September 2010

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Labor Market Information


Wyoming Unemployment Rate Decreases to 6.7% in July 2010

The Research & Planning section of the Wyoming Department of Employment has reported that the state's seasonally adjusted1 unemployment rate decreased from 6.8% in June to 6.7% in July. It remained significantly lower than the U.S. unemployment rate of 9.5% and slightly lower than its July 2009 level of 6.8%. Wyoming saw its first over-the-year job gain in 17 months, as employment increased by 1,000 jobs, or 0.3% from a year earlier.

Over the year, employment increased by 1,000 jobs, or 0.3%. Natural resources & mining (including oil & gas) posted the largest job gains (1,700 jobs, or 6.9%) followed by government (including public schools, colleges, and hospitals (1,600 jobs, or 2.4%). Smaller job gains were seen in many sectors, such as transportation & utilities (400 jobs, or 2.8%), educational & health services (400 jobs, or 1.6%), manufacturing (300 jobs, or 3.3%), wholesale trade (300 jobs, or 3.4%), professional & business services (300 jobs, or 1.7%), and leisure & hospitality (300 jobs, or 0.8%). Job losses continued in construction (-2,600 jobs, or -10.1%), other services (-700 jobs, or -5.8%), and retail trade (-600 jobs, or -1.9%).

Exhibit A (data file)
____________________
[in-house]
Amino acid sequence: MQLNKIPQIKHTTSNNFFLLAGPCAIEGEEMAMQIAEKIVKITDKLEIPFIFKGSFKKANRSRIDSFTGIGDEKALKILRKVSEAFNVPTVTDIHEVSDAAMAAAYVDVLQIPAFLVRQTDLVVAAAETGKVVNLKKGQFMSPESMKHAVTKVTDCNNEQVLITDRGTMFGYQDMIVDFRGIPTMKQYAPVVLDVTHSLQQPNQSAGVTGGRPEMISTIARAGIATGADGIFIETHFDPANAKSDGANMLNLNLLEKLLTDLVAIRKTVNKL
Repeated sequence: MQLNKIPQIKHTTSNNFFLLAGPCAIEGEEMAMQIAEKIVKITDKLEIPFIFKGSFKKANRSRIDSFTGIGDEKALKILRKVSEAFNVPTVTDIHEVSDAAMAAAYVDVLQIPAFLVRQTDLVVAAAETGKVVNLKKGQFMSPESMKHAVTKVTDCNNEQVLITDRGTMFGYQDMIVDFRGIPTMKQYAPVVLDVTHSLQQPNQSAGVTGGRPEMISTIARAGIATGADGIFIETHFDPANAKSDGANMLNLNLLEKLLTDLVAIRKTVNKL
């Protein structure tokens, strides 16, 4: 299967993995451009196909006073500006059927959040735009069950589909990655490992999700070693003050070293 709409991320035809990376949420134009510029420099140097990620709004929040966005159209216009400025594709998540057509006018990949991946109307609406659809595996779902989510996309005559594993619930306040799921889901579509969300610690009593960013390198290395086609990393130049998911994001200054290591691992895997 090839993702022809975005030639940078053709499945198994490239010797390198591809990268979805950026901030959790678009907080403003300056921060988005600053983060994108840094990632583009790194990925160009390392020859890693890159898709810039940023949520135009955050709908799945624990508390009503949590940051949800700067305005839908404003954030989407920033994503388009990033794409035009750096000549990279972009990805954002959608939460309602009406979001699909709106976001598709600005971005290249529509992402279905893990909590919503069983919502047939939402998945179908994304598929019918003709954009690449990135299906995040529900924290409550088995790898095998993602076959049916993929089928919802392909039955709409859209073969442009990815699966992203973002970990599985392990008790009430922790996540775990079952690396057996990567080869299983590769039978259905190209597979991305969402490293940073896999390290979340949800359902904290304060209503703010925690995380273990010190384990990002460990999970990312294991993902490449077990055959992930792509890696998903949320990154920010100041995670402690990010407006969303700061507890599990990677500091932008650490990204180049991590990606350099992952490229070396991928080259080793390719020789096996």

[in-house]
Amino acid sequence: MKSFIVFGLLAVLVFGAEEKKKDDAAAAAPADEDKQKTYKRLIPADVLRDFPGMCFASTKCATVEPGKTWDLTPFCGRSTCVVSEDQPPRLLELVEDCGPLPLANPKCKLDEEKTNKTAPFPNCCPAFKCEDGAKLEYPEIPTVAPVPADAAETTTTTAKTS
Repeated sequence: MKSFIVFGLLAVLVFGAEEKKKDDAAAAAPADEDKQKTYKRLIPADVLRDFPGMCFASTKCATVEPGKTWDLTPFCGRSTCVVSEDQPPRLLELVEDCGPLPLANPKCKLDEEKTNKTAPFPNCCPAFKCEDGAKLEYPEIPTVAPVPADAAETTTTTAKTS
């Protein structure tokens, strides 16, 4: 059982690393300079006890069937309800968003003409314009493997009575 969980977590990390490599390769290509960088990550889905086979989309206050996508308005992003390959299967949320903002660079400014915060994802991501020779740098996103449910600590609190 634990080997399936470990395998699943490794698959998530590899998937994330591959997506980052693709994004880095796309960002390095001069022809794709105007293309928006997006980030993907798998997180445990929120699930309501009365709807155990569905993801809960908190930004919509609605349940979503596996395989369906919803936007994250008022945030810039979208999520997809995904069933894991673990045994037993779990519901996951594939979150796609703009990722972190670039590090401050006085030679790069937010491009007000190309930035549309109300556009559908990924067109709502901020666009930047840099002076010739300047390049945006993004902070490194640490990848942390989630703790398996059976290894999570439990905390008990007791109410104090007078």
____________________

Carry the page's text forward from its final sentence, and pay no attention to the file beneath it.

From June to July, Wyoming employment fell by 2,500 jobs, or 0.9%. This level of decrease is consistent with normal seasonal patterns. Seasonal job gains in leisure & hospitality (1,700 jobs, or 4.6%), construction (1,400 jobs, or 6.4%), natural resources & mining (700 jobs, or 2.7%), and other services (400 jobs, or 3.6%) were more than offset by job losses in government (-6,700 jobs, or -9.0%). Much of the decrease in government employment was related to the summer break at public schools.

Across Wyoming's 23 counties most unemployment rates decreased slightly from June to July. Sublette County posted the lowest unemployment (3.9%) followed by Crook County (4.8%). Unemployment rates decreased from July 2009 to July 2010 in 13 counties.

1Seasonal adjustment is a statistical procedure to remove the impact of normal regularly recurring events (such as weather, major holidays, and the opening and closing of schools) from economic time series in order to obtain a better understanding of changes in economic conditions from month to month.



Last modified by Michael Moore.